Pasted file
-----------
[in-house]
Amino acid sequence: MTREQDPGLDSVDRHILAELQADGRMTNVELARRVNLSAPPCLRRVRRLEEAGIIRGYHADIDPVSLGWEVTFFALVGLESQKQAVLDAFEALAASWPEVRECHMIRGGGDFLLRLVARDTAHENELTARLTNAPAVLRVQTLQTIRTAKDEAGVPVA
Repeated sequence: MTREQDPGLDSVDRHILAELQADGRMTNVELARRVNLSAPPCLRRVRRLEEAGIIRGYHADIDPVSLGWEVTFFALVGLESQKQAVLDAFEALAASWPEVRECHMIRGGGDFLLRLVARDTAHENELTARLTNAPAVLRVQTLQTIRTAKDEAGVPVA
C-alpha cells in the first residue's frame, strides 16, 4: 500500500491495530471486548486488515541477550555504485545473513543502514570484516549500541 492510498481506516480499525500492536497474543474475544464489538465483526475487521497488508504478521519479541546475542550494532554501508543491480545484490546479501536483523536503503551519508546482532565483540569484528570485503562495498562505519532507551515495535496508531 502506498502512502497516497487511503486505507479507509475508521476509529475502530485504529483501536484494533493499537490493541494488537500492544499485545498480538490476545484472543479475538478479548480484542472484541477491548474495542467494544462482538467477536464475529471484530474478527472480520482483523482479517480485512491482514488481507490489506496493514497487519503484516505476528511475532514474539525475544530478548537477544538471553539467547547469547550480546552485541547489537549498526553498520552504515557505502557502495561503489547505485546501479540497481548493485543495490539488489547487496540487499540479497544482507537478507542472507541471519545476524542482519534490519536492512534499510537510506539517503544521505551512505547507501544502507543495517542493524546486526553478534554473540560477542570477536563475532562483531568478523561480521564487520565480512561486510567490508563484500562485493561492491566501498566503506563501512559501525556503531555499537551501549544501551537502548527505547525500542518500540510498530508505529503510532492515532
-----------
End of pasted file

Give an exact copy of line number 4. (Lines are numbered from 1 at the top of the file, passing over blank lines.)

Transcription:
C-alpha cells in the first residue's frame, strides 16, 4: 500500500491495530471486548486488515541477550555504485545473513543502514570484516549500541 492510498481506516480499525500492536497474543474475544464489538465483526475487521497488508504478521519479541546475542550494532554501508543491480545484490546479501536483523536503503551519508546482532565483540569484528570485503562495498562505519532507551515495535496508531 502506498502512502497516497487511503486505507479507509475508521476509529475502530485504529483501536484494533493499537490493541494488537500492544499485545498480538490476545484472543479475538478479548480484542472484541477491548474495542467494544462482538467477536464475529471484530474478527472480520482483523482479517480485512491482514488481507490489506496493514497487519503484516505476528511475532514474539525475544530478548537477544538471553539467547547469547550480546552485541547489537549498526553498520552504515557505502557502495561503489547505485546501479540497481548493485543495490539488489547487496540487499540479497544482507537478507542472507541471519545476524542482519534490519536492512534499510537510506539517503544521505551512505547507501544502507543495517542493524546486526553478534554473540560477542570477536563475532562483531568478523561480521564487520565480512561486510567490508563484500562485493561492491566501498566503506563501512559501525556503531555499537551501549544501551537502548527505547525500542518500540510498530508505529503510532492515532